Someone on here told me that I haven't been through two cycles yet meaning 2 years. I haven't been through traumatic events to solidify my “no smoking” status or life choice. That may be true, but what I have done was think back on what I used smoking for and how I'm going to not make that CHOICE any longer. It's a choice now and not a need or desire. I've had quite a few things happen in my everyday life that would drive anyone back to smoking. All I did was simply take 5 minutes and think to myself, yes, I could smoke right now BUT would it change the outcome, would it somehow turn back the hands of time..... the answer was always no. I think it's the impulsivity that gets us in trouble, the looking for the quick fix.


I think once we teach ourselves to become more patient, to trust in the process, to just simply stroll, not run, down the path and see where it leads us, then we truly can be free. I'm not saying each and every one of you should have self-introspection, spend endless hours thinking back on when you started smoking, why, what it was replacing, do a psychological workup, but think about the basics. Ask yourself, what are the three main reasons why you light up? We don't do it just to smoke. We consciously go to the store, spend six bucks or more on 20 sticks and then burn them up. If I told you to take six bucks or more and set it on fire once a day, you'd tell me I'm nuts. Isn't that what you're doing?


Through my searches, here are the main ones that come up time and time again. We smoke because of: hunger, anger, tiredness, sadness, grief, personal loss, stress, anxiousness, nervousness, loneliness, boredom, frustration. We as addicts do not smoke for social acceptance any longer or a boost of self-confidence. We've matured beyond that. We started out that way but we didn't end up that way. We tell ourselves that we use smoking to calm ourselves or relax, but what is the emotion that you are trying to calm or relax from? Life is about reaction to action. We create our own stress, but does smoking improve that or take that away? I can't quit right now because I'm stressed. I have too much stress in my life right now to quit. I have too much stress right now to stay quit.


Okay. Now, answer me this one question, what can you physically do, you, yourself, to change that stress? Taking smoking out of that equation, what can you do about it? Now, do you see how taking the power away from smoking almost eliminates it altogether? Smoking is that cotter pin that stops everything from spinning. Smoking is what prevents you from emotionally growing to be the best person you can be. You will start to see it more and more as you reach the 9-month mark. The first 90 days are what I think of as the garbage in and garbage out phase. You start to notice the same feelings come around every few weeks or so, but they are decreasing in intensity. They were super strong at first like the cravings were, but I think that was more of the physical withdrawal and then nervousness, anxiousness and frustration. Then the tiredness, sadness, grief, personal loss came around and sat a spell. Then the what I call “all right with the universe” feeling pokes its head in there for a short time. It's kind of like the prelude to what this whole quit is about. Then you begin the cycle all over again. Some do and some don't. Those who don't, bless your hearts. For me, not so much. I'm on my fifth cycle and they now only last at the max 3 days; whereas when I first went through this, they lasted a few weeks.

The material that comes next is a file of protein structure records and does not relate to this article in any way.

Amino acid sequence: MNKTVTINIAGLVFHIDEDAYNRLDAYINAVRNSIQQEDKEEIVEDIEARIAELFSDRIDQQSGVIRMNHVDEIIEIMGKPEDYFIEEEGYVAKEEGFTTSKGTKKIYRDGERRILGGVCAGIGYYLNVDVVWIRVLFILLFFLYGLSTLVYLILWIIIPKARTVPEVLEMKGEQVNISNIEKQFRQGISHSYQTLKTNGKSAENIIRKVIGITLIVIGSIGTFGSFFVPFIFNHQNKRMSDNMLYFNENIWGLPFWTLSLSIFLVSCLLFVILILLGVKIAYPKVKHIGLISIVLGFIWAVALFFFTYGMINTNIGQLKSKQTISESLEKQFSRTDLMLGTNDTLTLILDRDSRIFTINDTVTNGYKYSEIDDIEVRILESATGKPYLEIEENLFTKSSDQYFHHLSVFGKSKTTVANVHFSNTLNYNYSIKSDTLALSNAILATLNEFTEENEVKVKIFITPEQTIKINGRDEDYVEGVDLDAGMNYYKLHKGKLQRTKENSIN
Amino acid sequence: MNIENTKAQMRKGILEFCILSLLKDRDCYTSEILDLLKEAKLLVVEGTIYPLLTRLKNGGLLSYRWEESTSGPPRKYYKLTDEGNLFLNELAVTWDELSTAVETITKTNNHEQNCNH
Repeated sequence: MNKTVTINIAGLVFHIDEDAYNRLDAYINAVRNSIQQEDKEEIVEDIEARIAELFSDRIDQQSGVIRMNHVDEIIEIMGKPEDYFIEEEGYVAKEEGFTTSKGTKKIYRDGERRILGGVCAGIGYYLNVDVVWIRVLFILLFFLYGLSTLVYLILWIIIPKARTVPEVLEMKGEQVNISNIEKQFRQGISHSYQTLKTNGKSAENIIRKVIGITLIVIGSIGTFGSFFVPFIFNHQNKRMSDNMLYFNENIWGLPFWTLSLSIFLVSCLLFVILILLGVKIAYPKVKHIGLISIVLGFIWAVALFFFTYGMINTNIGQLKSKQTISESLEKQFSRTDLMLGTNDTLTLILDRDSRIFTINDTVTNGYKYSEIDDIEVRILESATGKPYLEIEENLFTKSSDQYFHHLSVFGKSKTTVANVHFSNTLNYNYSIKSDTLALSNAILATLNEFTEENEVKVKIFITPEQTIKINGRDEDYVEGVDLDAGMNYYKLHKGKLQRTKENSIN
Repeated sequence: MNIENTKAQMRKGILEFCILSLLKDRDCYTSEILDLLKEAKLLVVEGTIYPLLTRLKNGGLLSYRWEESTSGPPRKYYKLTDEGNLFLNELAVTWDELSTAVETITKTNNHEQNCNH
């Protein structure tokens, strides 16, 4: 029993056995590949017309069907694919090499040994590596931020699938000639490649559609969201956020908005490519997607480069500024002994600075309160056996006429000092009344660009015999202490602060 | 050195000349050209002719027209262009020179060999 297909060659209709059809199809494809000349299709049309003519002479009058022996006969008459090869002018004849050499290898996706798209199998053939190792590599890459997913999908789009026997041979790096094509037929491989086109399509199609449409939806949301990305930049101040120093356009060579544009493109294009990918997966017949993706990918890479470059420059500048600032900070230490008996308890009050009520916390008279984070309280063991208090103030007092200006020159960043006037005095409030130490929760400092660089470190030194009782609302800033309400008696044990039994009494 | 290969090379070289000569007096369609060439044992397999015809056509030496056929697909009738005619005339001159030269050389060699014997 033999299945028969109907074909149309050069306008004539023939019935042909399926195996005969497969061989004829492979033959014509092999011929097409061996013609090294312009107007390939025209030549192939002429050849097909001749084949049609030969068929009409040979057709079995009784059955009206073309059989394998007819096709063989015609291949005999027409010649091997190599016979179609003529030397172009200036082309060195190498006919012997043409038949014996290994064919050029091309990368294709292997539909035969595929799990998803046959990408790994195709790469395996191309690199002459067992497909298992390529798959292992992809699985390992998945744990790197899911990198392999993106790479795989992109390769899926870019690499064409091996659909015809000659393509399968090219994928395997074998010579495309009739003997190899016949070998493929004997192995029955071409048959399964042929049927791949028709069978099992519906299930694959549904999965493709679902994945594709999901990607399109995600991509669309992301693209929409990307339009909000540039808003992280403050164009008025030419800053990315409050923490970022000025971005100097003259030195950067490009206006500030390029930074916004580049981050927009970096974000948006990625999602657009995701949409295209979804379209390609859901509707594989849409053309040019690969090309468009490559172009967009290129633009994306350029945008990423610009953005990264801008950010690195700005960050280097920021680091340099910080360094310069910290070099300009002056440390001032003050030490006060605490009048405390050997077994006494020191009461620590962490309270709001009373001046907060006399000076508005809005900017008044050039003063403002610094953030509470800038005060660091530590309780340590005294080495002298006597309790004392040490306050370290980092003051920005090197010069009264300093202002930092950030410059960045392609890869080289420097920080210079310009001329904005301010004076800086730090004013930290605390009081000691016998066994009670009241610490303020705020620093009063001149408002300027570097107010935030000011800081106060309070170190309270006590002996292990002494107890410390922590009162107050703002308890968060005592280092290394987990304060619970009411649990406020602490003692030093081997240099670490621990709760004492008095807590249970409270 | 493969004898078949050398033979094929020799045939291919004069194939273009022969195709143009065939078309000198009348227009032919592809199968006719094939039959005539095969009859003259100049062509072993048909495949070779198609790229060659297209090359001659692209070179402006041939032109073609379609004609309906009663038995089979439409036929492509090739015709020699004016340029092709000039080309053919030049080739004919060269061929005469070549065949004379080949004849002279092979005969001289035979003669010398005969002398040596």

So to make a very, very long story short, there is light at the end of tunnel. You just have to make your way through the trenches, the culverts, the overflowing tributaries, the dried up creek beds. You'll find yourself floating out to a very calm ocean with very few ripples. Trust the process, trust yourself, trust this life choice, you will get here. I can promise you that :-)


Here's a visual

Posted by crazymama_Lori Jul 22, 2016